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Thousands Draw the Line Protesting the Keystone XL Pipeline
Thousands of people in hundreds of places across the U.S. joined together on Saturday in protest of the Keystone XL pipeline and dirty tar sands oil. Organized by 350.org, the nationwide action, Draw the Line, sent a strong message to President Obama that Americans want him to reject the Keystone XL.
According to 350.org, 350 Seattle had more than a thousand people draw the line between the Puget Sound and the train tracks that could lead to exporting an inflated fossil fuel dependency. In Texas, folks drew the line against the southern leg of the Keystone XL pipeline right on TransCanada's home turf. In New Orleans, a marching band drew the line against continued threats to the Gulf Coast communities. In Nebraska, landowners built a barn on the line of the proposed northern segment of the Keystone XL pipeline. In Detroit, the line was drawn between residents and refineries burning tar sands.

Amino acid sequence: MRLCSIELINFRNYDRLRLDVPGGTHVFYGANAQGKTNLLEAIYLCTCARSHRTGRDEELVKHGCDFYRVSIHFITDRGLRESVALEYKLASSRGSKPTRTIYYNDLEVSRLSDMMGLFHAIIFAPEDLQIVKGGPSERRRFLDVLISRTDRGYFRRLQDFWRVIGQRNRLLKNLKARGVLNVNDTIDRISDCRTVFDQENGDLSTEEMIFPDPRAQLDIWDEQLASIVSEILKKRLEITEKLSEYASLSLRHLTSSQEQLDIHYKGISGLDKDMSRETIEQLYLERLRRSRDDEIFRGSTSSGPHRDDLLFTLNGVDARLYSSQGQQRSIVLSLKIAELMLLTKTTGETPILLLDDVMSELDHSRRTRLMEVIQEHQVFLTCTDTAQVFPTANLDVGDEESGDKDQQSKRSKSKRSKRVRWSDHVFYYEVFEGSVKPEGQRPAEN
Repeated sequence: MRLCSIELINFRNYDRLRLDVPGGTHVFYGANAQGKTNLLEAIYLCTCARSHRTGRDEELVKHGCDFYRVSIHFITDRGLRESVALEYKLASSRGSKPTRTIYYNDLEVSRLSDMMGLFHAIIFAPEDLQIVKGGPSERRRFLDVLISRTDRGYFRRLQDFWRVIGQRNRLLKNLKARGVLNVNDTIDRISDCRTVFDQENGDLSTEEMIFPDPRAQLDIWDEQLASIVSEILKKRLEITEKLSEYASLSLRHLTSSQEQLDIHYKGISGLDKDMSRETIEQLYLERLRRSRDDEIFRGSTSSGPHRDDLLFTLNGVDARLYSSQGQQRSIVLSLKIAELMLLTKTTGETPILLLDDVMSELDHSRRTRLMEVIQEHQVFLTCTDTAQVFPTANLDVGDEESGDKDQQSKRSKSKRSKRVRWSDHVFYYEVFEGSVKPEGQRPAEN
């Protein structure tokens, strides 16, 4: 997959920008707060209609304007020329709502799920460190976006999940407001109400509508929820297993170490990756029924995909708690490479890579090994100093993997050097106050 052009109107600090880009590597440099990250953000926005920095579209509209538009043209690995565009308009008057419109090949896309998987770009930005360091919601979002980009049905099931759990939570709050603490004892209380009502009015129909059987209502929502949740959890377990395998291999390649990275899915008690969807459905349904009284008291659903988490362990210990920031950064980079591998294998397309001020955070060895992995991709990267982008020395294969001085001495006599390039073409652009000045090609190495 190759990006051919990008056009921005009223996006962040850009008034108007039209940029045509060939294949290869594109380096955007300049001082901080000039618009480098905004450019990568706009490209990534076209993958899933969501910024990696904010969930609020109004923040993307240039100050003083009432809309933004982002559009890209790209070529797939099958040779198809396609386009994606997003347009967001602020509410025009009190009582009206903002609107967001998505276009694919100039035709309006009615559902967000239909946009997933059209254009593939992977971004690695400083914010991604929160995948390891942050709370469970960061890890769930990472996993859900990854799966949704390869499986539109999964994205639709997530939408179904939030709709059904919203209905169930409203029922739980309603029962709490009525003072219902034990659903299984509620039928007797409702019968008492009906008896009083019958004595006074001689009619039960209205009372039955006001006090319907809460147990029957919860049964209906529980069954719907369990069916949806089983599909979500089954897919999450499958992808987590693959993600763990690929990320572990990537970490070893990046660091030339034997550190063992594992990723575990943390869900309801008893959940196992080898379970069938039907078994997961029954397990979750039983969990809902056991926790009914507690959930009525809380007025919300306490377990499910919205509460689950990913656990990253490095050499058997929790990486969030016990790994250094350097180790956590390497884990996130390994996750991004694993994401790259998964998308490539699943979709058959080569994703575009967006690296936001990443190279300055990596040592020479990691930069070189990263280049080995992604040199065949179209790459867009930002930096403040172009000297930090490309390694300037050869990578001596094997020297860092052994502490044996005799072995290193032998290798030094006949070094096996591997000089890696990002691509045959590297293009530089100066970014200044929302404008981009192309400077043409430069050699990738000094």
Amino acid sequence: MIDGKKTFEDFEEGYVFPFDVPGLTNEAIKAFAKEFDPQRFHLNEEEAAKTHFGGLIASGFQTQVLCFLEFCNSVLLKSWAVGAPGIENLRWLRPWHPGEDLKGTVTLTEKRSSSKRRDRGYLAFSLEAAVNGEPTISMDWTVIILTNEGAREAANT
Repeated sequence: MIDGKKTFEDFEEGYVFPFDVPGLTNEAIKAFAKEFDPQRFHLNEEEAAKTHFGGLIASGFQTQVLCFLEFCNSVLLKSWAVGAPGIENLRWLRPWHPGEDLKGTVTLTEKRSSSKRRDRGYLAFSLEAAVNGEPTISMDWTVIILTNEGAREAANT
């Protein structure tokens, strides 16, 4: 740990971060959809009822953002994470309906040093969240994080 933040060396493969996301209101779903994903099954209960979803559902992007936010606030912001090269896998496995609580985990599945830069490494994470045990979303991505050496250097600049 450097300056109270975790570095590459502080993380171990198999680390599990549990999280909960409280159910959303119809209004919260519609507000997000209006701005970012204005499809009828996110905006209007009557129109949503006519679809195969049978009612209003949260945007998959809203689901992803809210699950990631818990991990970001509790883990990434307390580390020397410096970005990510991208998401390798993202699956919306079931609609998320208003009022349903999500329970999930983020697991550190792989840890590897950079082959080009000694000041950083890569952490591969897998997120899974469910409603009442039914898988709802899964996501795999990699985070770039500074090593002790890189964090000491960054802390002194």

Visit EcoWatch’s KEYSTONE XL page for more related news on this topic.
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Study: Native Americans Barely Impacted Landscape for 14,000 Years. Europeans Came and Changed Everything
There's a theory going around that Native Americans actively managed the land the lived on, using controlled burns to clear forests. It turns out that theory is wrong. New research shows that Native Americans barely altered the landscape at all. It was the Europeans who did that, as ZME Science reported.